Create a Motivation Journal

Fill it with things that make you want to write — positive affirmations, favorite lines from poems, quotes of wisdom, and useful reminders. Crack it open whenever you catch yourself procrastinating when you should be writing.

Give Fan Fiction a Whirl

Write a few scenes in your favorite story world. Create new characters or use existing characters. Just remember — you don’t own the intellectual property, so you can’t commercially publish it.

Write a Critique

A critique should start by highlighting the strengths in a piece of writing, and then it should gently but constructively offer feedback that is meant to show the author how to make improvements. You can critique any work, but it would be ideal if you can find a writer friend to swap critiques with.

Write Log Lines for Your Favorite Stories

A log line is a sentence or two that summarizes a story and entices readers. If you’re working on a project, write a log line about it. Log lines are excellent for crystallizing your vision, and they’re also useful for pitching and selling written works.

Start a Legacy Book

A legacy book is a collection of writings and other materials (letters, photos, ephemera, etc.) that can be passed down as a family heirloom. Write about your family history and document significant or memorable family events.

Speculate the Future

What do you think the world will look like in twenty-five years? Fifty? A hundred? A thousand? Write an essay or short story, or create a world-building document for a futuristic civilization.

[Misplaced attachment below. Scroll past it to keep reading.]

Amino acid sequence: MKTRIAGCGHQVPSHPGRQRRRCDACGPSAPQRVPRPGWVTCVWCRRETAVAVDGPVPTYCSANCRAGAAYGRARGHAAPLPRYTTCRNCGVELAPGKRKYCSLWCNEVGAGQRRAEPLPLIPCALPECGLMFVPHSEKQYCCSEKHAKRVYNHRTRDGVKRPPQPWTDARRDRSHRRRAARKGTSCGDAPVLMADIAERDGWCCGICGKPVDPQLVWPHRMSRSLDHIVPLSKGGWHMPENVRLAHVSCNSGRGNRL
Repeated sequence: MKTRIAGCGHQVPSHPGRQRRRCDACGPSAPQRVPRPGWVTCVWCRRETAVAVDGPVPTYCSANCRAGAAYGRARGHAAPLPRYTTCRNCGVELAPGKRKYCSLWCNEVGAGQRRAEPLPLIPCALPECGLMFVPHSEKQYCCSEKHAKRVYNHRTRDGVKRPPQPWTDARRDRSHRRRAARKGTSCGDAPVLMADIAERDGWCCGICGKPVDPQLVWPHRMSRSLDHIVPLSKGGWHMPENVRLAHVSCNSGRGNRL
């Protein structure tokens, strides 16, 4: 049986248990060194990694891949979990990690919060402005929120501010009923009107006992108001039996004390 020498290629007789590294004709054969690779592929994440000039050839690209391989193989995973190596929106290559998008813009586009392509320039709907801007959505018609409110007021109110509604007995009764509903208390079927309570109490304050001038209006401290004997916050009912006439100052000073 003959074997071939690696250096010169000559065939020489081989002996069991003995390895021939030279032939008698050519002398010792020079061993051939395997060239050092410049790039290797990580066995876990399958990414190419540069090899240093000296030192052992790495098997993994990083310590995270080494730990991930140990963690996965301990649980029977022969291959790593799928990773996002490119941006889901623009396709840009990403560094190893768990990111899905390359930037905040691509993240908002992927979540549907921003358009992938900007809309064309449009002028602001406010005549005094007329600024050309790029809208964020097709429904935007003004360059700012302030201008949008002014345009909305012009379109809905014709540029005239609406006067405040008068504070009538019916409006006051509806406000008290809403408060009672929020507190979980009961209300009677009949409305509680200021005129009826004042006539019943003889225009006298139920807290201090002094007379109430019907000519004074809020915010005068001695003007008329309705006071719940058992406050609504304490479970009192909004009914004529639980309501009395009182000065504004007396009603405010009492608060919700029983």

Write a Film Treatment

Written like a short story in present tense, a film treatment is an overview of an entire film; it’s usually written before the first draft and used for pitching film ideas throughout the industry.

Write a Blog Post

If you write nonfiction, this should be easy; just write a post about one of your usual topics. If you’re a poet or a fiction writer, write about the craft, the industry, or use subject matter from your written works.

Practice Description

Writing description is an important skill. Create a one-page description for a story setting, or describe a location you’ve visited, or write a description of a real person or a fictional character.

Turn Memories Into Magic

Memories can provide a wealth of ideas for any type of writing, from poetry to fiction and a variety of essays. Choose an early memory and write it as a story, essay, or poem.

Social media is ideal for people who can write snappy, witty, and entertaining or engaging vignettes. Social media is an excellent tool for writers to find readers and connect with one another, so mastering a couple of these social platforms is a good idea if you hope to build a career as a writer.

Rewrite What You Don’t Like

Dig through your old, discarded writings and find a piece that had some potential. Then rewrite it.

Analyze a Written Work

Choose a piece of writing (it can be a book, an article, an essay — anything) and then write an analysis of at least 2,000 words (or about four pages).

Read and Resemble

Read a handful of poems by a single poet and then attempt writing a poem in that poet’s voice. This is not an exercise in copying; it’s an exercising in studying the voice of a writer. If you’re feeling ambitious, try it with works of fiction and write a scene in an author’s voice.

Write a Review

Choose a book that you’ve read recently and write a detailed review of it. What worked? What didn’t work? What did you like? What didn’t you like? Remember, a review should help a book find its readers. Who is this book for, if not for you?